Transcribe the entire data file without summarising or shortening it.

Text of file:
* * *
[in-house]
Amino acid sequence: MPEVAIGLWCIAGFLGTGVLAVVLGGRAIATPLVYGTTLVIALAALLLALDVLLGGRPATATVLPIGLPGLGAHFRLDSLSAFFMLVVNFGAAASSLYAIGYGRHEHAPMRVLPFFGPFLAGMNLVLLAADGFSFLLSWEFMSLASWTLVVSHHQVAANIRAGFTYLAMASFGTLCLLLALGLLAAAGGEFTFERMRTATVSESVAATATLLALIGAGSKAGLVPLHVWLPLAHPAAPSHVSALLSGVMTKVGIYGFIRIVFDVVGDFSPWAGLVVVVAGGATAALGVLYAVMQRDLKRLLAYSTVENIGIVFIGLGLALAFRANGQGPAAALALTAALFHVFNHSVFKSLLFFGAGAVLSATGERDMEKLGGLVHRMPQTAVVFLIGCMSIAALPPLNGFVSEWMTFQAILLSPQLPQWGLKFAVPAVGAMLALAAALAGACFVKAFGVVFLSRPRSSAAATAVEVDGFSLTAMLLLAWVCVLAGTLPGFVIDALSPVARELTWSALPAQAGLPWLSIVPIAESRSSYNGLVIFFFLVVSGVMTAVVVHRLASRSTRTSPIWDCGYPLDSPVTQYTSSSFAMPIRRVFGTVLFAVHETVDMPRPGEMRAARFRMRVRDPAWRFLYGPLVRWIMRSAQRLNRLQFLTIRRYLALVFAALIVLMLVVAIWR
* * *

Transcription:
[in-house]
Amino acid sequence: MPEVAIGLWCIAGFLGTGVLAVVLGGRAIATPLVYGTTLVIALAALLLALDVLLGGRPATATVLPIGLPGLGAHFRLDSLSAFFMLVVNFGAAASSLYAIGYGRHEHAPMRVLPFFGPFLAGMNLVLLAADGFSFLLSWEFMSLASWTLVVSHHQVAANIRAGFTYLAMASFGTLCLLLALGLLAAAGGEFTFERMRTATVSESVAATATLLALIGAGSKAGLVPLHVWLPLAHPAAPSHVSALLSGVMTKVGIYGFIRIVFDVVGDFSPWAGLVVVVAGGATAALGVLYAVMQRDLKRLLAYSTVENIGIVFIGLGLALAFRANGQGPAAALALTAALFHVFNHSVFKSLLFFGAGAVLSATGERDMEKLGGLVHRMPQTAVVFLIGCMSIAALPPLNGFVSEWMTFQAILLSPQLPQWGLKFAVPAVGAMLALAAALAGACFVKAFGVVFLSRPRSSAAATAVEVDGFSLTAMLLLAWVCVLAGTLPGFVIDALSPVARELTWSALPAQAGLPWLSIVPIAESRSSYNGLVIFFFLVVSGVMTAVVVHRLASRSTRTSPIWDCGYPLDSPVTQYTSSSFAMPIRRVFGTVLFAVHETVDMPRPGEMRAARFRMRVRDPAWRFLYGPLVRWIMRSAQRLNRLQFLTIRRYLALVFAALIVLMLVVAIWR